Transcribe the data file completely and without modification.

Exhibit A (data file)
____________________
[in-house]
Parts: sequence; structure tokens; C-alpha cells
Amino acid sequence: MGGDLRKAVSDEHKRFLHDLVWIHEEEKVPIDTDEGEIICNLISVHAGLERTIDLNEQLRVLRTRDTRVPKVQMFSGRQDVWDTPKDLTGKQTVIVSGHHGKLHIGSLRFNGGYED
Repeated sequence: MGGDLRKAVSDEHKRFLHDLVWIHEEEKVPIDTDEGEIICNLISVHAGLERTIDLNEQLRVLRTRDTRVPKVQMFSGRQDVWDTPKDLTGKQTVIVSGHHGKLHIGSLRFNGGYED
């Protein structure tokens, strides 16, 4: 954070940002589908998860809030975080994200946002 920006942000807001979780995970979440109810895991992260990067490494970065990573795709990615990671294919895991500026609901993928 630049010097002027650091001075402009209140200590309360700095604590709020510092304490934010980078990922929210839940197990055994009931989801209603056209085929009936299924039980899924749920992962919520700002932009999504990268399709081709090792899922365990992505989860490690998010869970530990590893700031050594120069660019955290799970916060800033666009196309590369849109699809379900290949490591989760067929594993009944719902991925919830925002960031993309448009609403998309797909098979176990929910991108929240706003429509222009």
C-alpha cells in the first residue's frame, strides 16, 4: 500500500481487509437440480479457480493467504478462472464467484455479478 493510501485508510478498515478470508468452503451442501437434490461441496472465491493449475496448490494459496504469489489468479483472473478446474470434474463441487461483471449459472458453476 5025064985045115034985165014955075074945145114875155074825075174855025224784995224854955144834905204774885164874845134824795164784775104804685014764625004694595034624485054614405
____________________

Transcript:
[in-house]
Parts: sequence; structure tokens; C-alpha cells
Amino acid sequence: MGGDLRKAVSDEHKRFLHDLVWIHEEEKVPIDTDEGEIICNLISVHAGLERTIDLNEQLRVLRTRDTRVPKVQMFSGRQDVWDTPKDLTGKQTVIVSGHHGKLHIGSLRFNGGYED
Repeated sequence: MGGDLRKAVSDEHKRFLHDLVWIHEEEKVPIDTDEGEIICNLISVHAGLERTIDLNEQLRVLRTRDTRVPKVQMFSGRQDVWDTPKDLTGKQTVIVSGHHGKLHIGSLRFNGGYED
């Protein structure tokens, strides 16, 4: 954070940002589908998860809030975080994200946002 920006942000807001979780995970979440109810895991992260990067490494970065990573795709990615990671294919895991500026609901993928 630049010097002027650091001075402009209140200590309360700095604590709020510092304490934010980078990922929210839940197990055994009931989801209603056209085929009936299924039980899924749920992962919520700002932009999504990268399709081709090792899922365990992505989860490690998010869970530990590893700031050594120069660019955290799970916060800033666009196309590369849109699809379900290949490591989760067929594993009944719902991925919830925002960031993309448009609403998309797909098979176990929910991108929240706003429509222009």
C-alpha cells in the first residue's frame, strides 16, 4: 500500500481487509437440480479457480493467504478462472464467484455479478 493510501485508510478498515478470508468452503451442501437434490461441496472465491493449475496448490494459496504469489489468479483472473478446474470434474463441487461483471449459472458453476 5025064985045115034985165014955075074945145114875155074825075174855025224784995224854955144834905204774885164874845134824795164784775104804685014764625004694595034624485054614405